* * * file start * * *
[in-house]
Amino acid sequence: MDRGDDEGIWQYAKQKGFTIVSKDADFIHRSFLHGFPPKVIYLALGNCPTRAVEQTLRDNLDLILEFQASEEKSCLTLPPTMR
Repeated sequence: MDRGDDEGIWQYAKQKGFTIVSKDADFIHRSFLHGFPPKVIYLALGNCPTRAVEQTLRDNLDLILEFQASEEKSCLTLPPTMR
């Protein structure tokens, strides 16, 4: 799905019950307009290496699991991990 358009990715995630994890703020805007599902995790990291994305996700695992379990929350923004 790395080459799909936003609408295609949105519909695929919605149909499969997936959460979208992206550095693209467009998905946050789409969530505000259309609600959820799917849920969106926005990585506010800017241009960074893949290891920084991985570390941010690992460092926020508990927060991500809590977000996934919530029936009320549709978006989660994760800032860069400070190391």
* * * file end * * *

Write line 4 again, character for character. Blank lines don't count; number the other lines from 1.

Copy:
């Protein structure tokens, strides 16, 4: 799905019950307009290496699991991990 358009990715995630994890703020805007599902995790990291994305996700695992379990929350923004 790395080459799909936003609408295609949105519909695929919605149909499969997936959460979208992206550095693209467009998905946050789409969530505000259309609600959820799917849920969106926005990585506010800017241009960074893949290891920084991985570390941010690992460092926020508990927060991500809590977000996934919530029936009320549709978006989660994760800032860069400070190391």